Already several years out of school, and working as a political secretary at the IG Metall trade union in Munich, Falko Blumenthal is typical of the young professionals who find EIT Digital Summer School is a perfect fit for their needs.
The programme saw Blumenthal join a team of other professionals and master’s students in tackling the task of helping a large corporation integrate a startup post-merger. “The startup staff was asked to fit in with a corporate structure and they became disincentivised and basically told HR to get lost,” Blumenthal explained. “That kind of challenge is my daily bread.”
The Digital Transformation for Organisational Resilience Summer School, held in Ljubljana, Slovenia in July, looked at methods for adapting to new management and operational practises brought in by disruptive IT technology. Blumenthal said the lectures, and problem-solving with a multidisciplinary team, gave him new knowledge and a wider vision, which he is already using at his workplace.
“This EIT Digital Summer School in Ljubljana was a great way to expand myself professionally and to learn about project development in very agile systems and very short time periods,” he said. “You get the integrated view of a technological and social business approach. This is an angle usually reserved for C-level training.”
The two-week course was one of 11 EIT Digital Summer School programmes held in charming cities spread around Europe this year. The courses mix master students and young professionals, and were very popular this year, accepting 300 students from the EIT Digital Master School and 200 external participants, for an average of around 45 students per programme.
Learning as a team
After lectures from renowned experts like Julian Birkinshaw, Vaughn Tan and Miha Škerlavaj, and other professors at University of Ljubljana, the course quickly shifted to hands-on work that provided substantial learning, Blumenthal said.
“To have insight, knowledge and debate about a company struggling with post-merger, post-acquisition troubles, to see the layers of business, social and organizational and then technical problems and solutions – this bolstered my intuition that you need a holistic, integrated analysis, and also gave me a deeper understanding of how businesses work,” he explained.
Being thrown into a diverse team, with a big age and geographical spread, proved beneficial. “I learned a lot by working with the project managers from the Netherlands, all the IT professionals from Turkey, and so on. It was a great experience,” Blumenthal said. “I’d never worked with Icelandic people before!”
The team members brought unique contributions and energised one another. “I think this mixture of master’s students and some extra, random, older participants helps both sides,” Blumenthal said. “You have necessary skills distributed among the participants, and you work very closely, at a very fast pace until 11 at night.”
Ljubljana is a beautiful, historical city that provided its own diversions and was exciting to explore with the other students, but “it was not just a random venue”, Blumenthal said. The Summer School did an excellent job of incorporating the local ecosystem, involving international corporations and the “intellectual firepower” of the University of Ljubljana, to give students a real feel for regional specifics impacting business considerations.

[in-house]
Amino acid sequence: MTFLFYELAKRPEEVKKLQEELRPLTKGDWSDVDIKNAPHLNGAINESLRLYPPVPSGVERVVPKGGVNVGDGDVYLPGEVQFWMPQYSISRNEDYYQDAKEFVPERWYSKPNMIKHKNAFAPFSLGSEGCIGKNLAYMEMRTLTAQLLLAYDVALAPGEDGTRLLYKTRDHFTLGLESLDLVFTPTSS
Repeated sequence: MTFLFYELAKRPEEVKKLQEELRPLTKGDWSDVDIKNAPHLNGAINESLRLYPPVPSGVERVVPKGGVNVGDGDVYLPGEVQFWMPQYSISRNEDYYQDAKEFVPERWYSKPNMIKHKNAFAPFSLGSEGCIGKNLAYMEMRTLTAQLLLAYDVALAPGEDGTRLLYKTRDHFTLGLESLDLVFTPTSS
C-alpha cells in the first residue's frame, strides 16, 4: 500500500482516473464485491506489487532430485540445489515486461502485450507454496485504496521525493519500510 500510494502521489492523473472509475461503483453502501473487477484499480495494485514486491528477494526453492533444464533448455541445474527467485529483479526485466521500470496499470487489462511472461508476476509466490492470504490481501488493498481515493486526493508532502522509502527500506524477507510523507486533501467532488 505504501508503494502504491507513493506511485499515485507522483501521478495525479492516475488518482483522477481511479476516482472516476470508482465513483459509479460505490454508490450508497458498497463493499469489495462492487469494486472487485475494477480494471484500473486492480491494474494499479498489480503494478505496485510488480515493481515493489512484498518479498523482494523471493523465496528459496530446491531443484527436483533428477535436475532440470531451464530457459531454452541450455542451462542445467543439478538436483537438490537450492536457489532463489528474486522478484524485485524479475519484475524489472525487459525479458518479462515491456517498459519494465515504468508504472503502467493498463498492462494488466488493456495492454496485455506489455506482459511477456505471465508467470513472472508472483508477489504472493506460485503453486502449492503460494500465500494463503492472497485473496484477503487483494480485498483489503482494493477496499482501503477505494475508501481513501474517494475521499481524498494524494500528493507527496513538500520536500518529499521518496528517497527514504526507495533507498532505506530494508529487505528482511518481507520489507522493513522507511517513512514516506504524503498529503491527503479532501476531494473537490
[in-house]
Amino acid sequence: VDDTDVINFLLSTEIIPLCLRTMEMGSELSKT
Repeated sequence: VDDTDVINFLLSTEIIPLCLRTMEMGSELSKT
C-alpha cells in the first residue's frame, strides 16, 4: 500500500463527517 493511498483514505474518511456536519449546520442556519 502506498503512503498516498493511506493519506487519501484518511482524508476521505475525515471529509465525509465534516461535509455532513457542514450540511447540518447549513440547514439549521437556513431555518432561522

And the challenge his student team worked on – addressing the takeover of a startup – was real.
“These guys are saying now we have a good salary, but we are lost in this corporate universe. I do not know where the rest of my original team is. I do not know what I’m supposed to do, and whether it matters that I come to work, because it’s such a huge corporation,” said Blumenthal. “In the end our idea was to complement the formal corporate, hierarchical, necessary structure with more informal ways of collaboration, of working together, and to keep the original startup team as a unit, informally, while formally integrating it into the corporate structure.”
Blumenthal said he expects the corporation that set out the challenge will use much of the solution his team proposed – and he knows he will use the experience.
“I got an overview of how the human and systemic interactions work in a transformation, and this is really what I apply now to my understanding when dealing with IG Metall groups.”
He said he also picked up a lot of “soft skills” regarding teamwork from fellow students, most of whom were 7-8 years younger than him. “They were just throwing the basic structure on the whiteboard, and checking on Google Docs what the others are doing, and basically establishing a silent form of organic self-management. I think this came from the IT guys being able to work remotely and work flexibly, in teams,” Blumenthal said.
As someone who often takes advantage of training opportunities, Blumenthal said he was attracted to this programme by EIT’s strong reputation and was pleased to find the EIT Digital Summer School was particularly effective, “time well-spent” and a unique experience that he would recommend.
“If you are ready to get out of your comfort zone”, the real-life experience of jumping into a team and consulting for a large corporation provides a lot of learning in a hurry, according to Blumenthal. “It’s a real bootcamp.”
Source: EIT Digital (https://bit.ly/3BfZMxN)